What is DKIM?

DKIM, Domain Keys Identified Mail, is a technique that uses your domain name to sign your emails with a digital “signature” so your customers know it’s really you sending those emails and that they haven’t been altered in transit.

The Benefits of DKIM

DKIM-signed messages can pass through email forwarding servers with their signatures intact. Like SPF, it requires no changes in behavior for end users. This makes DKIM and SPF much easier to deploy than S/MIME, and as a result they have been widely adopted by the world’s major email box providers.

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Limitations of DKIM

DKIM allows recipients to confirm sender identity and determine whether the message was altered during transit. But with just SPF and DKIM, there is no way for a recipient system to know how much reliance they should place on email validation.

There is also no policy framework—meaning the instructions are not there to indicate what to do with messages that fail authentication, and no feedback mechanism to let senders know what actions were performed.

DMARC Email Authentication

Together, SPF and DKIM provide an important framework to fight spam and ensure the integrity of the email. DMARC acts as an overlay on this framework and adds three key elements:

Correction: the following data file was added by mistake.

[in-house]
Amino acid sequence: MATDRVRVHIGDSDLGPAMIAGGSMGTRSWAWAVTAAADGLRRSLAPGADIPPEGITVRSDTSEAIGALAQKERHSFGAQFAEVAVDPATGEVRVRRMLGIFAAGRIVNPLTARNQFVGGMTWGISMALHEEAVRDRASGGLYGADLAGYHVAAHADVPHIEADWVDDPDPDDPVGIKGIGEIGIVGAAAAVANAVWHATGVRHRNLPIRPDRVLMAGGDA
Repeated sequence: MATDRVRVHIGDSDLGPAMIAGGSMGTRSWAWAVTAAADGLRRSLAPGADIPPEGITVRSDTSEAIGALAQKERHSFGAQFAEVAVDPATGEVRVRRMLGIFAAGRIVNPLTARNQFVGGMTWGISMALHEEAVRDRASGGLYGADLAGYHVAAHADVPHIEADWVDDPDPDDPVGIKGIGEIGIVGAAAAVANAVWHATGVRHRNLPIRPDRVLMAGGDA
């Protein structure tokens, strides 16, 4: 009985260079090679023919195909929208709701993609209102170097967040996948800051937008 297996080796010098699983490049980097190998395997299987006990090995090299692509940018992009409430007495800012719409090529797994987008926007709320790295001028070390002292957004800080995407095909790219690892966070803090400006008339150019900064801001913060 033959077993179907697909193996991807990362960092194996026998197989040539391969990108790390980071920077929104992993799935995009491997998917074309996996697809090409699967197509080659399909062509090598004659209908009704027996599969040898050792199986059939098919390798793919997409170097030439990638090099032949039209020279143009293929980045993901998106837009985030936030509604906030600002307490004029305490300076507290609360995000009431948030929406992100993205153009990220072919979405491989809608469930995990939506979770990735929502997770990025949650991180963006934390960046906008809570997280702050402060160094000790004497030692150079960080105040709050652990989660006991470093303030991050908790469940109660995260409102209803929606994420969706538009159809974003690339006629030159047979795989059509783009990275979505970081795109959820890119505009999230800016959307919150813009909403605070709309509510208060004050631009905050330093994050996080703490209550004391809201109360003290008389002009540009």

1. Identity alignment: enables senders to specify how their email messages are authenticated and to make sure the end user receives the original email.
  2. Policy management: enables senders to determine how to check the “From” field presented to a user and what to do upon failure
  3. Reporting: provides senders an understanding of the actions performed under that policy

DMARC is the only way for email senders to tell email recipients that emails they are sending are truly from them.

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Get started with DMARC Email Authentication

Get Started with DMARC

Cybercriminals can use almost any brand or email domain to send spam, phishing emails, and malware installs. DMARC allows companies to prevent malicious ones from getting to consumers inbox. Learn how protect your organization with our "Getting Started with DMARC" guide.